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Trillion frames per second

Sun, 18th Dec 2011

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You may have tried slowing down a film you made of a mobile phone, eventually the playback become jerkey, because the camera only records about 15 or 30 images or frames a second, and there is no information about what is going on between the frames. Better cameras can takes more frames per second, Kitchen Science has various videos taken with a camera that can takeCamera up to 1000 frames per second, and others can take hundreds of thousands of frames per second. But Professor Ramesh Raskar at the media lab have created a camera that can produce a film at a trillion frames per second!

They have done it using a streak camera, which only looks at one line of the image at a time, which is projected onto a screen. This converts the light signal into a signal of free electrons. These are accelerated along a vacuum tube towards a detector at the other end of the tube. The beam of electrons is scanned across the detector very quickly, so as time passes they hit different parts of the sensor, and you end up with a 2D image which consists of how theline changes with time.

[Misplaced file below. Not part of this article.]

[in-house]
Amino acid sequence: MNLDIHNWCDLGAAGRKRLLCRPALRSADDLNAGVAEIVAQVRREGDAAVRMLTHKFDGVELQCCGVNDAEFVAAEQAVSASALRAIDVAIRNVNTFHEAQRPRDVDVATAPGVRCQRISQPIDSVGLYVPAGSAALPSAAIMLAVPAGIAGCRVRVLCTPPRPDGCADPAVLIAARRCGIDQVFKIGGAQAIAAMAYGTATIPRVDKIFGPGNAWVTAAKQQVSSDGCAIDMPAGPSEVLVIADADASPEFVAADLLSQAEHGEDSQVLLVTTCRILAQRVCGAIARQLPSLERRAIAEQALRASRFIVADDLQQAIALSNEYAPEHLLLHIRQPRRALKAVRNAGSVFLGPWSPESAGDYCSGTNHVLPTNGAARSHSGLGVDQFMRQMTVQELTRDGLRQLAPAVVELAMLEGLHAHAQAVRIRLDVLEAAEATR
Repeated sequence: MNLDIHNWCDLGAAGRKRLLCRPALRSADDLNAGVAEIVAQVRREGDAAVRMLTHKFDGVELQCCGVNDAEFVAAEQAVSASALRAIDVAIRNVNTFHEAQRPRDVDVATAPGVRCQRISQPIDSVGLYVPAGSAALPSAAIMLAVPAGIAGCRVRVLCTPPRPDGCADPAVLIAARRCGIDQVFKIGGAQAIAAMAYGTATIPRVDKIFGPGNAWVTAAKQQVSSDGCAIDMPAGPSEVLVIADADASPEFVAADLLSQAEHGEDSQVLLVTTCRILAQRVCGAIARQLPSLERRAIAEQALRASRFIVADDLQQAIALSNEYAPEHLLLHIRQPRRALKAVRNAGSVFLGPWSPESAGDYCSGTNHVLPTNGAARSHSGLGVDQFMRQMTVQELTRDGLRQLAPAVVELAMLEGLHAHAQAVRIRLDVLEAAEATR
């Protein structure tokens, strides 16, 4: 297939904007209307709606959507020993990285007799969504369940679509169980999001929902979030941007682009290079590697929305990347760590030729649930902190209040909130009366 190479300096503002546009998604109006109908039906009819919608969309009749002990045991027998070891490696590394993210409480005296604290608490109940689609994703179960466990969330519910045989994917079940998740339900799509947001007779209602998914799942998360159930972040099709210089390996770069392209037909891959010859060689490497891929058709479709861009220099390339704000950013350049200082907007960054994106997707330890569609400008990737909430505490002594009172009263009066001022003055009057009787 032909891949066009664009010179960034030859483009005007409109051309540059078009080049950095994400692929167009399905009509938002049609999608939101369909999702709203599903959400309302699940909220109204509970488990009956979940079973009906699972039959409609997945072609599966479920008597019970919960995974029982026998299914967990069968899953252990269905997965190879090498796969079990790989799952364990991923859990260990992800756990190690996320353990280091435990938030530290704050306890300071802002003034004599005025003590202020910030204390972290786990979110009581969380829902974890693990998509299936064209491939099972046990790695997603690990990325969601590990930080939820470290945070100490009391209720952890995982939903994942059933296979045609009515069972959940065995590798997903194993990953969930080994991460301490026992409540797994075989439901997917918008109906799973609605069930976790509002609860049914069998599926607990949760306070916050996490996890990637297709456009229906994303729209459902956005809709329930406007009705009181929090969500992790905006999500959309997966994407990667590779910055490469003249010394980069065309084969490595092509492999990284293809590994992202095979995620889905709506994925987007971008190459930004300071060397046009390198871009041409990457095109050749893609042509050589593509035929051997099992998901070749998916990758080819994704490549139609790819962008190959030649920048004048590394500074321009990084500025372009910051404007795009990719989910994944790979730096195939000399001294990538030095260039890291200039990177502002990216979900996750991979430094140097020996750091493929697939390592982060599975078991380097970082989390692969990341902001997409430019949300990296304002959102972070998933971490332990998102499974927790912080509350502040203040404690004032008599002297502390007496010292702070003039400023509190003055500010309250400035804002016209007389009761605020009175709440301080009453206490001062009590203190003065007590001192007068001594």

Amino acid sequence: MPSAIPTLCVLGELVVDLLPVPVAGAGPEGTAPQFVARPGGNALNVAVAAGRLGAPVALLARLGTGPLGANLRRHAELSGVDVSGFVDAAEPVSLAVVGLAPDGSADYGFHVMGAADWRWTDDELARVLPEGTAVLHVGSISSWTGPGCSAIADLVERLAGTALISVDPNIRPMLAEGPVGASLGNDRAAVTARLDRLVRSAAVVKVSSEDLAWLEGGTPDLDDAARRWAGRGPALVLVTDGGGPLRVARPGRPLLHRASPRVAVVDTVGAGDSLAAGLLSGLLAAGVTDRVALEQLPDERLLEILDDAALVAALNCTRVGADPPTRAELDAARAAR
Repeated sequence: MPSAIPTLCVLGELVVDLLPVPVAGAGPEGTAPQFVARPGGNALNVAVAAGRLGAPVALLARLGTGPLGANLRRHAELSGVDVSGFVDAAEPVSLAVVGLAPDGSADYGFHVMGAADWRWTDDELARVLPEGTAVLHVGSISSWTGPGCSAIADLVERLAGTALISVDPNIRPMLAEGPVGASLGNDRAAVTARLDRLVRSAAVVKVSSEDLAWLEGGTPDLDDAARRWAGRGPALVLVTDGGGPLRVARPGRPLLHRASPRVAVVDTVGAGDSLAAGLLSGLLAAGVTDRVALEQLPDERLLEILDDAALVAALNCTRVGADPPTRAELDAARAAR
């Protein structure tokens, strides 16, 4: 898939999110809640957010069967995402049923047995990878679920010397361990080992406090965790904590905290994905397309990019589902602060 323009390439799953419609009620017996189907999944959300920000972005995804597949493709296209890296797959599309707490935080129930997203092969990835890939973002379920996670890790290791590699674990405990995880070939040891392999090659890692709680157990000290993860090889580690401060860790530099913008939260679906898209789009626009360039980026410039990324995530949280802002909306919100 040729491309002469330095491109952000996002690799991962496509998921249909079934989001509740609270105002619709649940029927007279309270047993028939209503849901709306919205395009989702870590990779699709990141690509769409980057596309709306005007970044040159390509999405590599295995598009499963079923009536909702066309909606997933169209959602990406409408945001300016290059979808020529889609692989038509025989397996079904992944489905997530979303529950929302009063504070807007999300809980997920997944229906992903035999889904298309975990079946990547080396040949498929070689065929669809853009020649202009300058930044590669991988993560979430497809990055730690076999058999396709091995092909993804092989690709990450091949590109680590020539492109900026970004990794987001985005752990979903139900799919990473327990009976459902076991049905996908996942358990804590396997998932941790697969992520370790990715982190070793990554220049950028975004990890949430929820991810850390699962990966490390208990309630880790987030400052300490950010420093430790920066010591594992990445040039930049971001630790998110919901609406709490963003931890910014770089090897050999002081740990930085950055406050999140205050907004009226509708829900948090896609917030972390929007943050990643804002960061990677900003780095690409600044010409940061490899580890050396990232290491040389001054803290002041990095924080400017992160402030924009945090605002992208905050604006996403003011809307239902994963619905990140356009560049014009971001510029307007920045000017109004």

The camera isn't quite true 1 trillion frames per second as to build a proper video, you have to repeat the process for each line in the image, which limit
s its use, to things which exactly repeat again and again. Despite this the results are still increadable. They have illuminated various scenes using an extremely short pulse of light, and in their videos you can actually see the pulse of light moving at 300 000 km/s moving across a scene about 300mm across.



This is very pretty, but they have some more useful applications in mind, if they shine a very short pulse of light a scene where you can see an object and its reflection you see the reflection slightly after you see the object itself, which suddenly becomes very useful if you wanted to understand a scene whi
ch includes reflections of reflections, like you would see in you looked into a translucent object like many engineering devices or human flesh. So it may
be possible to reconstruct what is happening deep within your body using normal visible light.

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